Friday, September 27, 2019

The Tribulations of Job

"After this, Job opened his mouth and cursed the day of his birth" (Job 3:1).

The first chapter of Job tells us that Job was the greatest man of all the people in the East. He had a large family, vast herds, and great wealth. He was by far the most prominent man in his political community. He was also a godly man, so much so that the Bible calls him “blameless and upright” (Job 1:1).

Satan slandered Job before God, saying that the only reason Job served God was because God had blessed him. God allowed Satan to put Job to the test. First, Satan slew all of Job’s children and destroyed all his wealth; though Job mourned, he did not blame God. Then God permitted Satan to afflict Job with painful boils all over his body so that the only relatively comfortable place Job could find to sit was on soft ashes.

Job wanted to die, and his wife told him how he could do it. If he would curse God, then God might go ahead and kill him and put him out of his misery (2:9–10). But that was the one thing Job refused to do. Job cursed the day of his birth, wishing he had never been born, but he did not curse God.

Job asked why life continues for “those who long for death that does not come, who search for it more than for hidden treasure, who are filled with gladness and rejoice when they reach the grave?” (3:21–22). The Danish philosopher Søren Kierkegaard spoke of this as the most severe form of grief and sorrow that any human being ever experiences, what he called “sickness unto death.” It is the desire to die more than anything else in the world, but not to be allowed. At this point, Job had no reason to live. He had lost everything, including the support of his wife. But Job was not allowed to die. Suicide would be a sin, and he refused to curse God. It took all of his courage and integrity just to stay alive.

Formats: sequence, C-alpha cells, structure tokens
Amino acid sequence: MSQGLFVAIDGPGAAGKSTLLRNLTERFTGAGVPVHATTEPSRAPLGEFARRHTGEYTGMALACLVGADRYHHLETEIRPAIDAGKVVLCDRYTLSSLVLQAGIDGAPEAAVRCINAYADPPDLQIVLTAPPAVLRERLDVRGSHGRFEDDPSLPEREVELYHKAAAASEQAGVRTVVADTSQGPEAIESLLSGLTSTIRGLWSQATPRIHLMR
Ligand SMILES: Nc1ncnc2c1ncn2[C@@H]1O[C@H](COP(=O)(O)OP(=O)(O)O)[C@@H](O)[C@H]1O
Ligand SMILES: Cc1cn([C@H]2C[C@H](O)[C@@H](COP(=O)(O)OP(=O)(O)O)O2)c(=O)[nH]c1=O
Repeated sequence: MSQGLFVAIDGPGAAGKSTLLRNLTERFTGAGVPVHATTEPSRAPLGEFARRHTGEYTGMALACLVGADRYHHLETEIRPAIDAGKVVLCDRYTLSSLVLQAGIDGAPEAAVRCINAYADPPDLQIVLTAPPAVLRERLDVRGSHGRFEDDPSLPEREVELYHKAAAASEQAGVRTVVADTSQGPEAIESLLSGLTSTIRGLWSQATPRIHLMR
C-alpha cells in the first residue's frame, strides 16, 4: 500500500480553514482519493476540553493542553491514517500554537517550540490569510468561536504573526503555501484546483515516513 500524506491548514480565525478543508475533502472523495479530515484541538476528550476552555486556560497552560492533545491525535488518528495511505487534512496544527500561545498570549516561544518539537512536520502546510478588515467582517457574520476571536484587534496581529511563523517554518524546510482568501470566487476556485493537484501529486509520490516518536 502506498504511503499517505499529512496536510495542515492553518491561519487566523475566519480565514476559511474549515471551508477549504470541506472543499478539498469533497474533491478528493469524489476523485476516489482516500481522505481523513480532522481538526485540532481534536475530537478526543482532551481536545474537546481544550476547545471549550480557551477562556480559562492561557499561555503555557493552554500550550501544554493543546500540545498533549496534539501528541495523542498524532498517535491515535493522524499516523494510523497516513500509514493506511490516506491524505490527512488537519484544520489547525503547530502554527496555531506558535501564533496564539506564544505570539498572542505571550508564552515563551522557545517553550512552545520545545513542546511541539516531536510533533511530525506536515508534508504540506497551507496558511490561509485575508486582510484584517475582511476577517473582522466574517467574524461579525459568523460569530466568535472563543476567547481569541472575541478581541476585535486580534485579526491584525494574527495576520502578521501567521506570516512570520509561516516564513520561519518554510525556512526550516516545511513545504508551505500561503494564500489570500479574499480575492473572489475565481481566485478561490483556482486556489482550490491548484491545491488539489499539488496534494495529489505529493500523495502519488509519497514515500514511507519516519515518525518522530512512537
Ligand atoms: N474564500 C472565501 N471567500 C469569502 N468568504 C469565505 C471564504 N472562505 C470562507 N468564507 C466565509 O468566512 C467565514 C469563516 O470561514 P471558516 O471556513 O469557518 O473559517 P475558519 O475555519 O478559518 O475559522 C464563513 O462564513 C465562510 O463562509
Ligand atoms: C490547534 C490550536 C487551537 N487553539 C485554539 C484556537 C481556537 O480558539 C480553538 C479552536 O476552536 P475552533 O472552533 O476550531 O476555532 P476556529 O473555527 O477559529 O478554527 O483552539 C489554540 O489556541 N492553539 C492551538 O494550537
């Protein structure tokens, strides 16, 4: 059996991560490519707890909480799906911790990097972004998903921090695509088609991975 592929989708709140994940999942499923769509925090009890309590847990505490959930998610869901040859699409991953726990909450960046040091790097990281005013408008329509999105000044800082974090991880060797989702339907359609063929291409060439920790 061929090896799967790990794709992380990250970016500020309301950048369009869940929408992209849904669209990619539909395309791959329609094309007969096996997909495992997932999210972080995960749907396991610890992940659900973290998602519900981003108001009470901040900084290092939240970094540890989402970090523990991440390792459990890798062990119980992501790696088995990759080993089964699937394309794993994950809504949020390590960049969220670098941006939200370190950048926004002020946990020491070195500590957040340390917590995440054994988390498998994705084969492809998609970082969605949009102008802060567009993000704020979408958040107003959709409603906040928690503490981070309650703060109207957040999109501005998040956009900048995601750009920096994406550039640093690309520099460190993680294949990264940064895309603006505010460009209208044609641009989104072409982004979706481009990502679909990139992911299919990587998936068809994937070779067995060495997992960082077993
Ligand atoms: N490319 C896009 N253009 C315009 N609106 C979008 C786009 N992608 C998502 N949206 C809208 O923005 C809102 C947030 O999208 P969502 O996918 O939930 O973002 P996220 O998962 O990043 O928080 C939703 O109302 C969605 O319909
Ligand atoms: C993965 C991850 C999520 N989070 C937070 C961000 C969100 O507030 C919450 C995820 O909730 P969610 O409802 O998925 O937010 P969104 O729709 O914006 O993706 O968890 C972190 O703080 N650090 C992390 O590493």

One thing that stands out about Job’s mourning is that it was real. He did not give off any pious platitudes. He uttered no phony “Praise the Lord’s.” Job’s piety was not artificial, and he was not too proud to grieve. He wept and groaned and cried out in his pain, but though he wrestled with God, he did not reject Him.

Read Job 3. There is an added dimension of suffering that can be seen here, which is that God did not personally come and comfort Job in his distress. Job felt abandoned by God, experiencing what the medieval Christians called “a dark night of the soul.” Have you ever had such an experience? What did you learn from it? Contemplate what might be learned from such an experience.